Sunday, September 11, 2011

Sunday Shrine Series: A National Gallery Exhibition

Thanks to The Catholic Herald on facebook, I noticed this article about an exhibit at London's National Gallery on "Devotion on Display: Italian Altarpieces Before 1500".

Father Anthony Symondson, SJ comments:

"London has become the centre for exhibitions of Catholic art this summer. There are the relics at the British Museum [Treasures of Heaven] and this equally outstanding show at the National Gallery. Both are complementary and are recommended without reserve."

According to the Gallery website:

As part of a programme of summer shows focusing on the National Gallery’s collection, ‘Devotion by Design’ explores the function, the original location, and the development of altarpieces in Italy during the late Middle Ages and the early Renaissance.

Altarpieces in context
These objects furnished altars in churches and were not originally intended to hang in a gallery as we see them today. Instead, they were created for a specific sacred context, forming the focus of devotion for worshippers.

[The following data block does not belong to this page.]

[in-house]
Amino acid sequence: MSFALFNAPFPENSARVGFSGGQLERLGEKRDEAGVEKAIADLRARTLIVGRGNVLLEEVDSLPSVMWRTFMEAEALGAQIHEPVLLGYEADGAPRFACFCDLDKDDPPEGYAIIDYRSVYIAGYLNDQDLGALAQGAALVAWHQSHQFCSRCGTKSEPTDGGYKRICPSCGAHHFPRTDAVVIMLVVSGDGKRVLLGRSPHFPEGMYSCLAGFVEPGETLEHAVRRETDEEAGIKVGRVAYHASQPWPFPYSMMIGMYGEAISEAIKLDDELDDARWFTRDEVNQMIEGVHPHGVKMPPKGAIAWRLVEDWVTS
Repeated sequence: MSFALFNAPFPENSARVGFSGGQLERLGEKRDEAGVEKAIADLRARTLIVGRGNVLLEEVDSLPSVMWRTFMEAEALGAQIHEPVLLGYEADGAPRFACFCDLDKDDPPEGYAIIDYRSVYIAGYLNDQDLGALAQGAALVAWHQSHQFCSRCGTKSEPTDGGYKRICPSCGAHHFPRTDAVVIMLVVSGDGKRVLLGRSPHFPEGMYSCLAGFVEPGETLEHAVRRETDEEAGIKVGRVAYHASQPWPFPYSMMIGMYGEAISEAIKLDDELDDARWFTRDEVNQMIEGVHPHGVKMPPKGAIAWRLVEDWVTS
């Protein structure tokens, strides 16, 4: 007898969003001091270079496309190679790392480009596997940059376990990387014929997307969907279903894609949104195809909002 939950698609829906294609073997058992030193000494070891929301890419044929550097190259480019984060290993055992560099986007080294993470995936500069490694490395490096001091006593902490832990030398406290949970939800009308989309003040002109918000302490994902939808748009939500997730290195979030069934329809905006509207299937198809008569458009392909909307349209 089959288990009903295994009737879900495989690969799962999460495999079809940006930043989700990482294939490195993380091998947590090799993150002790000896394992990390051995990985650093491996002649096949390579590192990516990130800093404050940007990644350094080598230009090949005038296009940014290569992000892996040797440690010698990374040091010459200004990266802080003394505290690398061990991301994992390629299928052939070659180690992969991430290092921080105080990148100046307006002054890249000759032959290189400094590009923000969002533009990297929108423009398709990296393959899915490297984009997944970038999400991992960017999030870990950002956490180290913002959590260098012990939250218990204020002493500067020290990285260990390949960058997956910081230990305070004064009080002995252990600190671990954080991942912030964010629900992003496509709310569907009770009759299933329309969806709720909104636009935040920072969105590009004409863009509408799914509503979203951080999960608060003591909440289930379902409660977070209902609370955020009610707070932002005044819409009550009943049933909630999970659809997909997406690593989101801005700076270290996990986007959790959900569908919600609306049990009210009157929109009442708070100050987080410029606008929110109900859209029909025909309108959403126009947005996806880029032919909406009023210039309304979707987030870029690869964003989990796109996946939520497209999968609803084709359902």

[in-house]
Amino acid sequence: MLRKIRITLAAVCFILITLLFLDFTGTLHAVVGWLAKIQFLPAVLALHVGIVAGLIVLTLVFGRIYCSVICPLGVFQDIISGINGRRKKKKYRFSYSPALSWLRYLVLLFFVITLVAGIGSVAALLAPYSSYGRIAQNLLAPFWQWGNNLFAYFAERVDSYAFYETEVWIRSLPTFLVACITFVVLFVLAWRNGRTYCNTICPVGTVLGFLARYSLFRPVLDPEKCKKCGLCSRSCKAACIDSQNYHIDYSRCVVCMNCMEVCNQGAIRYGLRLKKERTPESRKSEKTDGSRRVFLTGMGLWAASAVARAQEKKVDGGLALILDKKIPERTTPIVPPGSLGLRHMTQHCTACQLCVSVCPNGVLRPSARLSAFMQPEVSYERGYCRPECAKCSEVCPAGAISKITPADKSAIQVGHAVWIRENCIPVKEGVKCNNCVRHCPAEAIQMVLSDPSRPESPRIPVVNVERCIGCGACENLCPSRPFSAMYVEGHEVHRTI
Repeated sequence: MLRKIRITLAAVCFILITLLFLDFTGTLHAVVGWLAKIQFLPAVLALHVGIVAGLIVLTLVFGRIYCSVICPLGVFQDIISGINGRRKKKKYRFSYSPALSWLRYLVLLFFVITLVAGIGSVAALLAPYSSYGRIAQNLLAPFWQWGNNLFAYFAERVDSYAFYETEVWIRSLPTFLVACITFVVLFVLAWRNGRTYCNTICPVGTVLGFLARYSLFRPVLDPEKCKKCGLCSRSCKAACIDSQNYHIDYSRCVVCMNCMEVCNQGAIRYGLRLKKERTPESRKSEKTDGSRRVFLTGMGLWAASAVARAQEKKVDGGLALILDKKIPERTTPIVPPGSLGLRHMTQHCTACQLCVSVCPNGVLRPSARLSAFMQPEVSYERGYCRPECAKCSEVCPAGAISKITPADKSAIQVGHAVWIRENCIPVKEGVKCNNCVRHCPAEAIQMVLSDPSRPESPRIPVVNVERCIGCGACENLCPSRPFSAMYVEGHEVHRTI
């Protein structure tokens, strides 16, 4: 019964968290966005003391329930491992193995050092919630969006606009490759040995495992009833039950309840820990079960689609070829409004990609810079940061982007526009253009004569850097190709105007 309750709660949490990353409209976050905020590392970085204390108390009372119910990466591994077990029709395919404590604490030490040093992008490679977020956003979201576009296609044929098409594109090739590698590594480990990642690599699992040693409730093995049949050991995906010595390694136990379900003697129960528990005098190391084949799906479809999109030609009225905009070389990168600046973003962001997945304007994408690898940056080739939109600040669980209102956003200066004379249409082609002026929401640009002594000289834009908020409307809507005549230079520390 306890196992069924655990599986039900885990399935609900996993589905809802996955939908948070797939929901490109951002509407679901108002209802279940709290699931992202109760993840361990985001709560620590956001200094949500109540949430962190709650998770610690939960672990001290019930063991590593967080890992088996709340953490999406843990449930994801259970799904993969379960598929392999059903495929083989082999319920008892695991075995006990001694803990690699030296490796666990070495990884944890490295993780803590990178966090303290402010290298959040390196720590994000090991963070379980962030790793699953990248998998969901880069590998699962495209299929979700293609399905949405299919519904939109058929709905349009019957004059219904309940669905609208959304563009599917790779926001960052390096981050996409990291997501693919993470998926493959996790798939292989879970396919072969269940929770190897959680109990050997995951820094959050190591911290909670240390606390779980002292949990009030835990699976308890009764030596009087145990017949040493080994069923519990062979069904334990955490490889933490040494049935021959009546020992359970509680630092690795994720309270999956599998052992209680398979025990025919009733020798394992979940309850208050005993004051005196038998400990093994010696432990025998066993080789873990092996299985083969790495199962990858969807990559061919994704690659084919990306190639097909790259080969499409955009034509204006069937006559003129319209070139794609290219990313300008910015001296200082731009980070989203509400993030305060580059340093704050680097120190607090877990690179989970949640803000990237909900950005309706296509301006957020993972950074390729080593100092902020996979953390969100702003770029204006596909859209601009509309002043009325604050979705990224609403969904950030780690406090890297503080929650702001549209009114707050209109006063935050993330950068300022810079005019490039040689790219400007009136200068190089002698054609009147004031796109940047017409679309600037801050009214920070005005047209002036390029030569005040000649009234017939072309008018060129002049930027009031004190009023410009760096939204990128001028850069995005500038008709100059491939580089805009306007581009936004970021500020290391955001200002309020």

Using the Gallery’s own collection, this exhibition investigates the development of altarpieces, looking at changes in form, style and type. It examines not only the evolution of their physical structure but also their relationship to their frames and to the monumental architecture that surrounded them.

And Father Symondson describes the effect:

"Devotion by Design" progresses by examining different types of altarpieces such as the polyptich (a picture, or relief, made up of several parts) and pala (a large version used only for a single picture). This is followed by a room devoted to how they came into being: commissioning, choices and contracts. In the section devoted to sacred space an attempt is made by way of explanation to reconstruct an altar. Over time many altarpieces have been dismembered and their fragments dispersed and evidence of that is found in a part devoted to dislocations, notable for the work of Fra Filippo Lippi. It concludes with a final room obscurely entitled “a question of definition”. The result is a total immersion in the subject represented by paintings of great beauty.

These two exhibitions do sound like great pilgrimage destinations.

(the illustration above is The Ghent Altarpiece, downloaded from Wikipedia)

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